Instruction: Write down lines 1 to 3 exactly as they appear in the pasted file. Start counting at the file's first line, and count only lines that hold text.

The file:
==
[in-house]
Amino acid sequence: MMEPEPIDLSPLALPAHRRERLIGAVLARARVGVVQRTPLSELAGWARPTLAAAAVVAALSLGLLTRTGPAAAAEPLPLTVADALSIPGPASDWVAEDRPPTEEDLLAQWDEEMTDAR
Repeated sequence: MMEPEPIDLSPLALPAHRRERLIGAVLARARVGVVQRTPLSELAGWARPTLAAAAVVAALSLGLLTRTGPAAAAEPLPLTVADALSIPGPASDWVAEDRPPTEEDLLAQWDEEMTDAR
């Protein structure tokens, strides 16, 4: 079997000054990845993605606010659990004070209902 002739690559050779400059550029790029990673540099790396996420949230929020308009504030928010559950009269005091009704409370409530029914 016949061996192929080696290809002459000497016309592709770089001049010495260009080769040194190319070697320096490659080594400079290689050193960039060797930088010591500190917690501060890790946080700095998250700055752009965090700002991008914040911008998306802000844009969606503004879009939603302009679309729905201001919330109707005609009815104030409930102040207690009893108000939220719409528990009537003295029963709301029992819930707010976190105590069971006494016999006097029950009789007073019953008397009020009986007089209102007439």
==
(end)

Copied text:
[in-house]
Amino acid sequence: MMEPEPIDLSPLALPAHRRERLIGAVLARARVGVVQRTPLSELAGWARPTLAAAAVVAALSLGLLTRTGPAAAAEPLPLTVADALSIPGPASDWVAEDRPPTEEDLLAQWDEEMTDAR
Repeated sequence: MMEPEPIDLSPLALPAHRRERLIGAVLARARVGVVQRTPLSELAGWARPTLAAAAVVAALSLGLLTRTGPAAAAEPLPLTVADALSIPGPASDWVAEDRPPTEEDLLAQWDEEMTDAR